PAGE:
Saudi Arabia dismissed calls by the US government to mend
relations with Israel to help restart peace talks between Israel and the Palestinians.
Saudi Foreign Minister
Prince Saud al-Faisal said on Friday
that Riyadh would not consider forging links with Israel until it
agrees to withdraw from all occupied Palestinian territories.
"Incrementalism and a step-by-step approach, has not and, we
believe, will not lead to peace," al-Faisal said on Friday after
holding talks with Hillary Clinton, the US secretary of state, in
Washington before adding, ""Temporary security and confidence building measures will also not
Al-Faisal said that Israel must adhere to what is stipulated in the
Arab Peace Initiative, which has been endorsed by the 22-member Arb
League, in order for it to have a constructive relationship with
"What is required is a comprehensive approach that defines the final
outcome at the outset and launches into negotiations over final
status issues," he said.
Those final status issues include marking the borders of a future
Palestinian state, control of the city of Jerusalem, the right of
return of Palestinian refugees, security and water rights.
Barack Obama, the US president, Clinton and George Mitchell, the
Middle East peace envoy, have all called on Arab states to build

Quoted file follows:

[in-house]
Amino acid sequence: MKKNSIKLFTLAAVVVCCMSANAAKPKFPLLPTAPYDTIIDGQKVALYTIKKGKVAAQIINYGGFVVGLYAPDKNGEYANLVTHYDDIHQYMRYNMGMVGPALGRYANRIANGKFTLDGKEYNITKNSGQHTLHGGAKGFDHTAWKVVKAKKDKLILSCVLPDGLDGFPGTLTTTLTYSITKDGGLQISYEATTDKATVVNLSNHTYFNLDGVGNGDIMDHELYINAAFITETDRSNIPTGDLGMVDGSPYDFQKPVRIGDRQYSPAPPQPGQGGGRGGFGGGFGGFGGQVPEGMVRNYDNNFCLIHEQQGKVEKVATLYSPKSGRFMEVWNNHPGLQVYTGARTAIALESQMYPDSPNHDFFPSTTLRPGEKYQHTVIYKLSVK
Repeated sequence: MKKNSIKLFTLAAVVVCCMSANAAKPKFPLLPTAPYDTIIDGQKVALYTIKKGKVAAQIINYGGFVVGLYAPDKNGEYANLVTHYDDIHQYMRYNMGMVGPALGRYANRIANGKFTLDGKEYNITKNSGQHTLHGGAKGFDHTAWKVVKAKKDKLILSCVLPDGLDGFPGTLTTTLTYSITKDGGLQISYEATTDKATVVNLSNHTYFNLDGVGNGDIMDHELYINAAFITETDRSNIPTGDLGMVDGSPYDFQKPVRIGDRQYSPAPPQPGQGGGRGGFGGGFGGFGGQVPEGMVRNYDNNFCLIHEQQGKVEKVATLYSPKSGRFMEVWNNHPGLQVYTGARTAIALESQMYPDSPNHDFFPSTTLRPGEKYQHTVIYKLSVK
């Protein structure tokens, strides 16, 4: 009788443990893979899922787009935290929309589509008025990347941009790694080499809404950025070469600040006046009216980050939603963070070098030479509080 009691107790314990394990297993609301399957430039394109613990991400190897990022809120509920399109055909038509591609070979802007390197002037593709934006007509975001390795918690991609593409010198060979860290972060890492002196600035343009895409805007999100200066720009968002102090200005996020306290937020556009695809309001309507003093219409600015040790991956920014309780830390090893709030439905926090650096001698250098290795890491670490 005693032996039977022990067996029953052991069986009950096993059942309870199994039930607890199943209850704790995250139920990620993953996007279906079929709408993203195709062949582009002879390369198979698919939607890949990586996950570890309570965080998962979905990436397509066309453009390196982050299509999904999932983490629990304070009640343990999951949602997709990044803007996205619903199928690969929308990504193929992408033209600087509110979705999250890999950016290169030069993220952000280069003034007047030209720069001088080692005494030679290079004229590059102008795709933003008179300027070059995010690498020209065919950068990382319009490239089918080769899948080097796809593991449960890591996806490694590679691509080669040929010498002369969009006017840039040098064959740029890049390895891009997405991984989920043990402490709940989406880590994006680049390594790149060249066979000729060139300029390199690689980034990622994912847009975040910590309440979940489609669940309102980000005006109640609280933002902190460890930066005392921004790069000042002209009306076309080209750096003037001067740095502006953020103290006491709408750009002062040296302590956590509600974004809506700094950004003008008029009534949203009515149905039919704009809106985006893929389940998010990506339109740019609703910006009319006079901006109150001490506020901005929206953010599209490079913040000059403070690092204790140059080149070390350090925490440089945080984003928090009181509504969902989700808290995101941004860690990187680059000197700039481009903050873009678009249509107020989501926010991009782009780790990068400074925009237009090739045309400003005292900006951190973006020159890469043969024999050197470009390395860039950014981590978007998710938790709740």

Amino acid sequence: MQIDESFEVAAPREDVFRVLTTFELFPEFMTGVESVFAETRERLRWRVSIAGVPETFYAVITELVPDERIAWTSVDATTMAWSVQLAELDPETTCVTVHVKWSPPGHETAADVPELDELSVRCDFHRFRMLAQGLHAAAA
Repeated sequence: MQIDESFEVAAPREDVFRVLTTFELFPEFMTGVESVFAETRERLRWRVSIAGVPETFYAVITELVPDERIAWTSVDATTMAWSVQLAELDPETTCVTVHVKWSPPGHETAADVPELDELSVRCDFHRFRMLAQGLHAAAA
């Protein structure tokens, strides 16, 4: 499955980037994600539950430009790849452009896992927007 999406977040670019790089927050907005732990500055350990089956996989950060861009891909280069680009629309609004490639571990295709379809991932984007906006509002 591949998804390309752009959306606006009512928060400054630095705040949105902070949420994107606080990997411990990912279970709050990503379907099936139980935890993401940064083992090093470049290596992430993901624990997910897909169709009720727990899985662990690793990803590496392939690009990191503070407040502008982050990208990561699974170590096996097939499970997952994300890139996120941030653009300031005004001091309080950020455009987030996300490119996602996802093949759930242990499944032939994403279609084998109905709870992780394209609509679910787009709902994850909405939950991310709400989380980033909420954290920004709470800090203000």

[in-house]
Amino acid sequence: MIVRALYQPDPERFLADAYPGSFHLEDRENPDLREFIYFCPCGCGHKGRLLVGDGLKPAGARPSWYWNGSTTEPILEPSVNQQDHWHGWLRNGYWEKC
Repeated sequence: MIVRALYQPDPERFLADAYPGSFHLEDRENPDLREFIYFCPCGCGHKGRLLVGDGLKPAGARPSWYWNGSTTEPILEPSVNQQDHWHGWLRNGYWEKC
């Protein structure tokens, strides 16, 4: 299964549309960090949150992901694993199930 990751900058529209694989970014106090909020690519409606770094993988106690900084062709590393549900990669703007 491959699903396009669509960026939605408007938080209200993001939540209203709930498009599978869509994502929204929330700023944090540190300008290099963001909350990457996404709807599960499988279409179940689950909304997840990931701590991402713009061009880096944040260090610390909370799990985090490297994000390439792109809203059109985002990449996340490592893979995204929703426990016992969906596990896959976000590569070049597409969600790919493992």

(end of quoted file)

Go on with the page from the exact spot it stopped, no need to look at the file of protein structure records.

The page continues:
relations with Israel.
Measures such as opening trade offices, allowing academic exchanges
and permitting civilian Israeli aircraft to overfly their airspace
have been touted by Washington as a way for Arab nations to show
they are committed to peace in the region.
The Obama administration wants "the Arab states, including our
friends in Saudi Arabia, to work with us to take steps to improve
relations with Israel, to support the Palestinian Authority and to
prepare their people to embrace the eventual peace between the
Palestinians and the Israelis," Clinton said after talks with
"Saudi Arabia's continued leadership is absolutely vital to achieve
a comprehensive and lasting peace," she said.
Her remarks about the importance of Saudi Arabia to the process were
supported by more than 200 US politicians who urged King Abdullah,
the Saudi ruler, to push Middle East peace efforts forward with "a
"We have been disappointed thus far to see the public reaction of
your government to President Obama's request," they wrote in a
letter to the monarch.
"We urge you to assert a strong leadership role and help lead the
Middle East to a new era of peace and reconciliation by stepping
forward with a dramatic gesture toward Israel akin to the steps
taken earlier by the leaders of Egypt and Jordan."
Egypt and Jordan are the only Arab nations which have diplomatic
relations with Israel.
But al-Faisal said Israel was ignoring the Arab Peace Initiative, a
proposal in which Arab states would formally recognise Israel in
return of its withdrawal from Arab territories occupied during the
1967 Arab-Israeli war.
"The question really is, 'What will Israel give in exchange for this
comprehensive settlement offer'?" he said.
"Israel hasn't even responded to an American request to halt
settlements [in the Israeli occupied West Bank], which President
Obama described as illegitimate," he said.